Cyrus was now the unquestioned ruler of the largest empire in history. Babylon had conquered many territories of their own and Cyrus added them to his vast empire.
Cyrus declared himself: ملك بابل، ملك سومر وأكاد، ملك من زوايا العالم الأربع (“king of Babylon, king of Sumer and Akkad, king of the four corners of the world”). He was the king of kings. Many had been overthrown or now served him solely. The Persian Empire was now the dominant force in the known world.
The Legacy of a King
Now let’s talk about what kind of ruler Cyrus was and how he chose to run his empire. First let’s look at how he was viewed by those he conquered.
In his “home country” of Iran and the surrounding territories he conquered, he was known as “The Father”. Still holding that title in Iran today. The Babylonians regarded him as “The Liberator” and were ardent supporters from day one. The Greeks declared him the “Law Giver” and the Jewish communities celebrated him as “The Anointed of The Lord”. Much of this is credited to his style of rule. He kept military presence in cities to a minimum, allowed free trade thoughout his entire empire, free religious practice, and could have been considered quite liberal monetarily. “Transferring wealth” from the richest areas of his kingdom to his poorest was a common practice. Cyrus’ Persia was the first true “multistate” empire. An empire of different peoples, customs, and concerns all under one supreme authority. Cyrus divided his kingdom into four distinct “capital states; Pasargadae, Babylon, Susa and Ekbatana. He assigned satraps(governors) to each region with state authority but under orders to interfere as little as possible in local affairs.
Even though some Greek cities still held personal grudges, the majority was pleased that Cyrus allowed them to maintain their cultural identity after being absorbed into the empire. The Jewish community was overjoyed that their religion found safe harbor in Cyrus’ borders. He even returned their “homeland” to them and asked nothign in return. Cyrus began a series of infrastructure projects to bring economic and personal security to his subjects. He designated areas around lush palaces as a sort of “state park”, full of fountains and lush vegetation. Cyrus reportedly loved gardens and gardening and he shared this love with his people. By all accounts Cyrus was looked at by the majority as the greatest thing that had ever happened to them.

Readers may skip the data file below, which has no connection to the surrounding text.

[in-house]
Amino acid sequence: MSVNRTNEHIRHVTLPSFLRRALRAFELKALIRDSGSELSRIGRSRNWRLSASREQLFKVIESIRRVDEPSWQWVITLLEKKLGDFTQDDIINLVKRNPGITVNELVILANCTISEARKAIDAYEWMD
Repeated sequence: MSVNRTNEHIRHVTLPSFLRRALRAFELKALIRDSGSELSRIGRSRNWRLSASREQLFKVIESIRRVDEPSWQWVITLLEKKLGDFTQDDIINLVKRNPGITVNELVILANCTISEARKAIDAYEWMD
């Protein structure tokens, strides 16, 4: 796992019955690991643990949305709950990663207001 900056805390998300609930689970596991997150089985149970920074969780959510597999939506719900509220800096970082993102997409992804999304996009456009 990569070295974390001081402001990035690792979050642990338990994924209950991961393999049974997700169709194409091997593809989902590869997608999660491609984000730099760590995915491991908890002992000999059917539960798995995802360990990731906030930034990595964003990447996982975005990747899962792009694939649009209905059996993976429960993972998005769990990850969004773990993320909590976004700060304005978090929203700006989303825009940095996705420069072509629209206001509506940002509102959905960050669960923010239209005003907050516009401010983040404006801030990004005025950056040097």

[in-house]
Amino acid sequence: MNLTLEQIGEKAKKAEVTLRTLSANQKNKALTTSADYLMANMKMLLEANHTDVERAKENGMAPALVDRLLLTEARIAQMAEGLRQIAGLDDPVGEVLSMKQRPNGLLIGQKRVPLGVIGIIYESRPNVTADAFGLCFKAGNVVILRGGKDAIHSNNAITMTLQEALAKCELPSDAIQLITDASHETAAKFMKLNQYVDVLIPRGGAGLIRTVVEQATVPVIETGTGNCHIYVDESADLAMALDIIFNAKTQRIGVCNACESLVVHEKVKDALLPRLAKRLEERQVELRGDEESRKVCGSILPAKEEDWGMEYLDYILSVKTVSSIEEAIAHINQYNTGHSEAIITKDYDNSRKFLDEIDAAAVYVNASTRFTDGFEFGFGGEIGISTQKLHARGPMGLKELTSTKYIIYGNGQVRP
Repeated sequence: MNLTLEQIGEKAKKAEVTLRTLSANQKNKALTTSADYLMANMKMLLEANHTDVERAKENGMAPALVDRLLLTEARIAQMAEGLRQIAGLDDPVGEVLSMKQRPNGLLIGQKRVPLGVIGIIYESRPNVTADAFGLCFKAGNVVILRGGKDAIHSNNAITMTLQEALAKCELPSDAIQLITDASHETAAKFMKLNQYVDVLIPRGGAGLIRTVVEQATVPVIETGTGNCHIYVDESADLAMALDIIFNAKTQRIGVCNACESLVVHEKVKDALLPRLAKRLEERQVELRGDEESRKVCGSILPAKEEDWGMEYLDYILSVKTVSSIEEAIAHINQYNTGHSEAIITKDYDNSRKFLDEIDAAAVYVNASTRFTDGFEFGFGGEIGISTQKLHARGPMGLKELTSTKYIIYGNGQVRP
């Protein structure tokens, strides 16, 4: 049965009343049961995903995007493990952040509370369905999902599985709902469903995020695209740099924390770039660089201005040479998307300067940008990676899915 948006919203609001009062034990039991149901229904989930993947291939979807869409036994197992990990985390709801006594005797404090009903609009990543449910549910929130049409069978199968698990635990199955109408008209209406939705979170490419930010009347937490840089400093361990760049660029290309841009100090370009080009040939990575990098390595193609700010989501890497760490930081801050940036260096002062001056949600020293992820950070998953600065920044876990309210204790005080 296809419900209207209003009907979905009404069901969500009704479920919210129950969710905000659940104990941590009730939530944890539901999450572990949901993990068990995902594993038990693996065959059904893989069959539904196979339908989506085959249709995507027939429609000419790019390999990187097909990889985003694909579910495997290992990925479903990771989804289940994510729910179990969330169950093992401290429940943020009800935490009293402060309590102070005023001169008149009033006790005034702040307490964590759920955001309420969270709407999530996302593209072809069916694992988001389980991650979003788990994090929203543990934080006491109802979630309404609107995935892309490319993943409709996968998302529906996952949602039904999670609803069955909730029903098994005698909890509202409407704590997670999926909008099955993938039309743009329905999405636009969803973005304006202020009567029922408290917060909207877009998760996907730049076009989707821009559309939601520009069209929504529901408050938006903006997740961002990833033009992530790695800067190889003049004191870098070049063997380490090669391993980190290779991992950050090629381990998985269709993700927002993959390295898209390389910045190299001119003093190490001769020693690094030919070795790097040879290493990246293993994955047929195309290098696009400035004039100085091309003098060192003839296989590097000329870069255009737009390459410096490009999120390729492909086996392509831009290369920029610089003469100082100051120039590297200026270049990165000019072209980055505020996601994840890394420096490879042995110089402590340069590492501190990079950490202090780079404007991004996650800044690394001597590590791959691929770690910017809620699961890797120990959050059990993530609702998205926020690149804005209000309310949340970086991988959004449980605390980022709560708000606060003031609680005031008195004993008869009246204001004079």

By the time of his death Cyrus was possibly the most beloved man in the known world. A just and righteous king, he had turned a patchwork assemblage of nati0ns into the greatest empire ever seen and did it with minimal bloodshed. Instead of destroying most resistance, he negotiated. Kept diplomats in trouble areas around the clock to find peaceful resolutions to conflicts. He kept strict control of his satraps and replaced any he felt were adding to the unrest and greatly rewarded those performing admirably. The only people who really faced torture or threats where those who openly challenged his rule or sought to fracture his empire. Many were exiled but many more were killed, lest they gain power in exile.
Reports of how Cyrus died vary greatly. His body was buried in Pasargaede amidst much fanfare. Cyrus is rightfully considered one of the greatest leaders in history. His kingdom blended aspects of monarchy, socialism, democracy, and autocracy. His legacy affected many who followed him including Alexander the Great who felt he was taking Persia back to the days of Cyrus. Really he just demolished everything Cyrus had worked so hard to build and put nothing of consequence in it’s place. Some blame must also go to Cyrus’ grandson Xerxes who had Cyrus’ ambition but none of his skill. I rank Cyrus second on my list of greatest rulers of all time, right behind Genghis Khan and just ahead of Queen Elizabeth I. He was a man far ahead of his time with views that could definitely be considered progressive in his era.
Hope you enjoyed this brief biography of the Great King Cyrus. An epic historical figure who changed the world he was in for the better. I recommend picking up a book on the man and learn more about this transcendent figure who still influences leaders today.